Big Circle Boys born of Red Guards

Neal Hall

Vancouver Sun

October 2, 2004

The Big Circle Boys, or Dai Huen Jai, has its origins in the Red Guards, the paramilitary troops of the Chinese Cultural Revolution who terrorized intellectuals and the upper class.

After Mao Zedong's death in 1976, many Red Guards were sent to re-education prison camps around the city of Canton -- represented on maps by a big circle, hence the name -- where they were tortured and starved. Having been through this degradation and having military training, they have a fearsome reputation. A number escaped and fled to Hong Kong, where they obtained falsified documents to come to Canada, coming to police attention in 1987 in Vancouver.

Big Circle Boys are extremely mobile, having a national network in major cities in Canada and the U.S. They are difficult to detect because they work in small cells, which are next to impossible to infiltrate.

Here are some of the criminal activities associated with Asian organized crime:


The mainstay has been heroin from the Golden Triangle of southeast Asia, but in recent years, Asian crime groups have expanded into cocaine and other drugs, including ecstasy and B.C.-grown marijuana.


Loan sharks often frequent casinos, where they charge exorbitant interest rates for loans to pay gambling debts. A Toronto loansharking case heard testimony of how first-time loans of $3,000 had to be repaid in three days. Unpaid loans result in violence and drive-by shootings to force repayment.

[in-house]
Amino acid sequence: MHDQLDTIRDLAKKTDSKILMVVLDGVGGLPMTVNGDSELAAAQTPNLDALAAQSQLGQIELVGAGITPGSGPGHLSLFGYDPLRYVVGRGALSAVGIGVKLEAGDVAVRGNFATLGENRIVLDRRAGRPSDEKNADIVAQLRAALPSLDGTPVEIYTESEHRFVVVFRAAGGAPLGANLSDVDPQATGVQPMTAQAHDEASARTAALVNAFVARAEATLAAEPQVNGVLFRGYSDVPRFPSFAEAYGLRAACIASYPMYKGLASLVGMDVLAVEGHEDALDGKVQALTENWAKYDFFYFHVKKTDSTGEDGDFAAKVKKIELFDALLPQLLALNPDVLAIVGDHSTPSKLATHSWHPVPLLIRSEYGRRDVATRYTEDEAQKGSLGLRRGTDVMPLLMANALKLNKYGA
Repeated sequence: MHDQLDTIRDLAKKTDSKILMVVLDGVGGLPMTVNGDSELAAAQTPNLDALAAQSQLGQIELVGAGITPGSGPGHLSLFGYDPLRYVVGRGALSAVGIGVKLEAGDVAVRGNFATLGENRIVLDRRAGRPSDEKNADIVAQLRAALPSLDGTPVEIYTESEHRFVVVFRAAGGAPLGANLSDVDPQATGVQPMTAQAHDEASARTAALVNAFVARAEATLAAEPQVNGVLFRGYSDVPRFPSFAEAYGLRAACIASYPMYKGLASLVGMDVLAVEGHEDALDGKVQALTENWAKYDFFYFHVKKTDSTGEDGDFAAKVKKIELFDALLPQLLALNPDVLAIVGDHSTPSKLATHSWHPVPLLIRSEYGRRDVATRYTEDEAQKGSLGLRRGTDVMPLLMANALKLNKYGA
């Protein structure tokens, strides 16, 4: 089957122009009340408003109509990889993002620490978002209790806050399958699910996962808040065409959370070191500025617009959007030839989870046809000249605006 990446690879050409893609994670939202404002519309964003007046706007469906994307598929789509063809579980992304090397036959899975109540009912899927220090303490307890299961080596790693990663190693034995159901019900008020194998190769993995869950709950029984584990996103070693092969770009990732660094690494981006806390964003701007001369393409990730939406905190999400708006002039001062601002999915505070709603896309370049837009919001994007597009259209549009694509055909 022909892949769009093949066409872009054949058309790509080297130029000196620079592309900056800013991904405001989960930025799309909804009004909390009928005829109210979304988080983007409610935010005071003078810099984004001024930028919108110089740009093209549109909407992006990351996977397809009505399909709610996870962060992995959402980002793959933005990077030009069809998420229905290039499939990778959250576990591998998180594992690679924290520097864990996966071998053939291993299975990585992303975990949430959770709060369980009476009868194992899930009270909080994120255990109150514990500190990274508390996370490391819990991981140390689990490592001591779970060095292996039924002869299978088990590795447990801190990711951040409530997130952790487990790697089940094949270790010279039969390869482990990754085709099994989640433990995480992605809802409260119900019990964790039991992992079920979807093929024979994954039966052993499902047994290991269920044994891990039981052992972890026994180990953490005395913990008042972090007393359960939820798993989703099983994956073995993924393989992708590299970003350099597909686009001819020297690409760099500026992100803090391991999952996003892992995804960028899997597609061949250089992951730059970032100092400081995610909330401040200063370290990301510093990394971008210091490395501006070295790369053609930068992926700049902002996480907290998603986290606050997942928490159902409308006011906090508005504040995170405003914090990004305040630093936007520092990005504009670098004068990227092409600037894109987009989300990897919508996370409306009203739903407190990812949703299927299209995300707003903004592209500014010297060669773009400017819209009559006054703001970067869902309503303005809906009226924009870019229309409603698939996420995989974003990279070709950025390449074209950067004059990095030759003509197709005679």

Many people from southeast Asia agree to pay $45,000 or more to be smuggled into Canada, only to be exploited as prostitutes or forced into labour to pay off their debts. They are also susceptible to robbery from gangs as their lack of immigration papers makes them fearful of reporting crimes against them. Some become drug couriers and others have serious criminal records before coming to Canada.


Asian crime groups are extensively involved in producing, importing and distributing a wide variety of counterfeit goods, including computer software, video/music recordings, brand-name clothing and Canadian-branded tobacco products, according to the 2004 Annual Report on Organized Crime in Canada, published by the criminal intelligence service.

Advances in computer technology make counterfeit products more difficult to detect. One major concern is the rise of counterfeit prescription drugs, which do not have to comply with health and safety standards. The World Health Organization estimates up to 10 per cent of pharmaceuticals sold globally are counterfeit.

Last year, money counterfeiting increased by 72 per cent -- more than 138,000 incidents -- making it the sixth-largest crime category in Canada. The surge helped drive Canada's national crime rate up by six per cent last year, the first substantial increase in more than a decade.


Shipping stolen vehicles overseas is one of the most profitable crimes for Asian organized crime groups because theft rings only need to pay the cost of stealing and shipping -- generally less than 10 per cent of a vehicle's value.

Stolen vehicles are usually shipped in containers and accompanied by false documentation. Last year in Canada, 171,000 vehicles were stolen -- up five per cent from the previous year, according to a 2004 Statistics Canada report, which estimated about 20 per cent of thefts involved organized crime.

 The Vancouver Sun 2004

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